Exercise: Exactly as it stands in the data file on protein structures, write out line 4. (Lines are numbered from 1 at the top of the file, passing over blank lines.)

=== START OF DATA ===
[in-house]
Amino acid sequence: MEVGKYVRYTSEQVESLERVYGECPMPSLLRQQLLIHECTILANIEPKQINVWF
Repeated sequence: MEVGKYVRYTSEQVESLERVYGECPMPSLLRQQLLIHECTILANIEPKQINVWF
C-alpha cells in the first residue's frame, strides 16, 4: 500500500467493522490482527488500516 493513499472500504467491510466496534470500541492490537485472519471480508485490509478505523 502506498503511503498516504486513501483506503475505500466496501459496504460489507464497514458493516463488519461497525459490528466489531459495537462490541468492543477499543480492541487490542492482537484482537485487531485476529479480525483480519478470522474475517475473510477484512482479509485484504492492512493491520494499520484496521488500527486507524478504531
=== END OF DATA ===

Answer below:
C-alpha cells in the first residue's frame, strides 16, 4: 500500500467493522490482527488500516 493513499472500504467491510466496534470500541492490537485472519471480508485490509478505523 502506498503511503498516504486513501483506503475505500466496501459496504460489507464497514458493516463488519461497525459490528466489531459495537462490541468492543477499543480492541487490542492482537484482537485487531485476529479480525483480519478470522474475517475473510477484512482479509485484504492492512493491520494499520484496521488500527486507524478504531